(The original Russian report that this article is excerpted from can be found here)
A world that seemed fantastical just a few short years ago has become our everyday reality. The “technology of the future” has already started to conquer the mass market. This technology saves us time and money, looks after our health, and entertains us. In other words, it has become part of the backdrop of modern life and the technological transformation among Russian consumers has completely changed the rules of the game.
Whereas it took almost a century for the telephone to connect the whole world, digital technology has managed that feat in just a few years. The “Uberization” that overturned the passenger transport industry took all of three years. In Moscow, this transformation has completely disrupted transportation: the carsharing market has grown more than 40 times over in the last few years. In 2018, there were 15,000 cars fulfilling orders, up from just 350 in 2015.
Other industries have experienced similar growth. The foodtech industry has exploded in Russia, doubling in the last three years. The number of contactless payments also increased from 2% to 42% in just two years. Cloud services is another industry that has grown by leaps and bounds: it’s likely to surpass 80B rubles in 2019 and the volume of data stored in the cloud will grow from 33 zettabytes (equal to 10007 bytes) to 175 by 2025. Half of that volume (90 zettabytes) will be generated by devices connected to the internet of things (IoT).
The modern Russian consumer exists between two extremes. Currently, 12.9% of the population lives in poverty. Real income has declined for the past five years straight, with per capita income standing at 31,500 rubles (currently ~$500) per month. On the other side of the spectrum, however, the technological transformation among Russian consumers has taken hold. In Russia, internet penetration has reached 70%, one of the highest rates in the world. Furthermore, 59% of Russians use smartphones and the percent of citizens that use online banking and contactless payments remains one of the highest in Europe. In Russia, more than 85% of retail organizations accept Apple Pay (compared to 75% in the USA, where the technology itself originated). (Note: RSM has cited other sources that showed slightly different numbers for these indicators in previous articles on internet and mobile usage).
To assess how the market and consumers have transformed under these conditions, Nielsen conducted an online survey. More than 50 directors (in both marketing and operations) in the FMCG and retail industries participated, as well as more than 1,000 consumers. The goal was to discover what technology consumers want to use in their lives and how businesses were handling the digital transformation. The consumer survey results showed that the vast majority (81%) already use online banking services; 67% buy clothes, shoes, and other items on the internet, 31% regularly order food online, and approximately 1/5th use fitness trackers or smart watches (22% and 19% respectively). These products and services are already perceived as routine, even though they only recently made their way to the market.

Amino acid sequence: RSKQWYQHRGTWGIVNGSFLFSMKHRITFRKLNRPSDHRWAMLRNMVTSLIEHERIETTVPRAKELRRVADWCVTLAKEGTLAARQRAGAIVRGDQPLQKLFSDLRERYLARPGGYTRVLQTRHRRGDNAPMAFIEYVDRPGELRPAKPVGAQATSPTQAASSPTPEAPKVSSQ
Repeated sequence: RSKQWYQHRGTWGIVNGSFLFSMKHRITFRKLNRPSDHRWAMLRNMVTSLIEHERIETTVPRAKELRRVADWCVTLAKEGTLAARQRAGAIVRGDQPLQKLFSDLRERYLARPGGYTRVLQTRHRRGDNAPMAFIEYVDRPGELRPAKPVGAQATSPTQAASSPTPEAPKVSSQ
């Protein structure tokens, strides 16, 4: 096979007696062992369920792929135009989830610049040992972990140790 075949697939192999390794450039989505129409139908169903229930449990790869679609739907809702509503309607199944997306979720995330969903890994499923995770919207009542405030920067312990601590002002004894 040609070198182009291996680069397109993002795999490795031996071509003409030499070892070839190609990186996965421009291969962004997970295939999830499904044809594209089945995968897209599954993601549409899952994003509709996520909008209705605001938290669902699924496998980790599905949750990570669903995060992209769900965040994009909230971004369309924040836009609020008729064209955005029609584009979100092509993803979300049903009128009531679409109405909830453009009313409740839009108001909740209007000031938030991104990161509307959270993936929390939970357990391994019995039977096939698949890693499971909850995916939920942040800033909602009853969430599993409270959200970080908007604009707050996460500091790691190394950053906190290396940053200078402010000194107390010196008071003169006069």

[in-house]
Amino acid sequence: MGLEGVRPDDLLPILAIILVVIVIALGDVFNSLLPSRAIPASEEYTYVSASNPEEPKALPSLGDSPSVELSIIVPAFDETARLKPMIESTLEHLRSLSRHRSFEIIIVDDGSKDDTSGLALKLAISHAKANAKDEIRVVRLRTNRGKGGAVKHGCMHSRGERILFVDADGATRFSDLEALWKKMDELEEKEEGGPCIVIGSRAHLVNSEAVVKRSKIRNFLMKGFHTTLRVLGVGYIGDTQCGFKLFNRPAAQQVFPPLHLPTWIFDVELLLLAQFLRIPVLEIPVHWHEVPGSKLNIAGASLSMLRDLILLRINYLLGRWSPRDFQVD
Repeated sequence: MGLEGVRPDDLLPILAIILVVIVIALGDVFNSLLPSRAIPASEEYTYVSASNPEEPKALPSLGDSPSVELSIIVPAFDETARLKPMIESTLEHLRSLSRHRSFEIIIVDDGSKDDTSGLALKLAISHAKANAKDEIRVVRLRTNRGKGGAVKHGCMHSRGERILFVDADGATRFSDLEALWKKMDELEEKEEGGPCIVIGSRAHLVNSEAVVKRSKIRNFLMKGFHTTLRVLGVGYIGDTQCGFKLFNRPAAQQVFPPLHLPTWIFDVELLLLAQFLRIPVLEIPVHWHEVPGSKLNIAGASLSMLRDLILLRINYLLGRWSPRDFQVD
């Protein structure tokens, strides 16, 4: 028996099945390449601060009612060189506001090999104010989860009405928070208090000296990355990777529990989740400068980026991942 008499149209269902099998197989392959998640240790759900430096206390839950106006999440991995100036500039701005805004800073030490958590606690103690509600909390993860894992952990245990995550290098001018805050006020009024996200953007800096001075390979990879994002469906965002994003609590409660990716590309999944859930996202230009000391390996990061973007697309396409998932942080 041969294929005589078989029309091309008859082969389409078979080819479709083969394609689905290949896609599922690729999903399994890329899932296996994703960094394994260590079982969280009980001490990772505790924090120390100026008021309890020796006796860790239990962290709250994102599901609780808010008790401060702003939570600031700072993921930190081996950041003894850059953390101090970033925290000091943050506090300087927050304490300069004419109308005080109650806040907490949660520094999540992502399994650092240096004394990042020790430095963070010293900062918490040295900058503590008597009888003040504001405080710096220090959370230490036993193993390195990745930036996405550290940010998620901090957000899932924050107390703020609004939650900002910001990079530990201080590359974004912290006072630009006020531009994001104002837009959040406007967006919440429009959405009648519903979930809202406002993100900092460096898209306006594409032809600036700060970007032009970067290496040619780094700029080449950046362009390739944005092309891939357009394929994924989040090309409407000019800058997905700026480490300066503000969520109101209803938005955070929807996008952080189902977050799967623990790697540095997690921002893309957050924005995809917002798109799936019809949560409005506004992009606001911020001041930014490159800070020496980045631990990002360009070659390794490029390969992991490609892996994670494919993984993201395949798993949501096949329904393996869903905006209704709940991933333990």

Consumers would feel inconvenienced if these items disappeared or were even temporarily unavailable to them. The Russian consumer has changed markedly along with the digital transformation. They think of technological processes from a utilitarian point of view, expecting a fast and seamless experience and additional benefits.
The majority of those polled (89%) claimed that they expect personalized discounts and promos first and foremost. This is not surprising: according to Nielsen Promo Pressure data, close to 50% of fast-moving consumer goods in the major categories are sold at a discount and this percent is constantly increasing.
The second most-cited application (at 85%) that interested respondents is the ability to automatically track one’s health and individual medical indicators. Finally, respondents want new technology to help them spend their time en route to work and home as productively as possible (82% cited this application). Millenials (at 87%) were particularly interested in this application, which is notable considering that they will have the most purchasing power over the next 10 years. Many participants (68%) also wanted to save time making everyday purchases.
As these statistics show, Russians are not ones to sit on the sidelines and let technological advancements pass them by. Despite having limited purchasing power in comparison with citizens of other developed nations, internet and smartphone adoption are quite high. Products and services that rely on these technologies (such as carsharing, foodtech, and cloud computing) have seen explosive growth and are projected to continue increasing in popularity.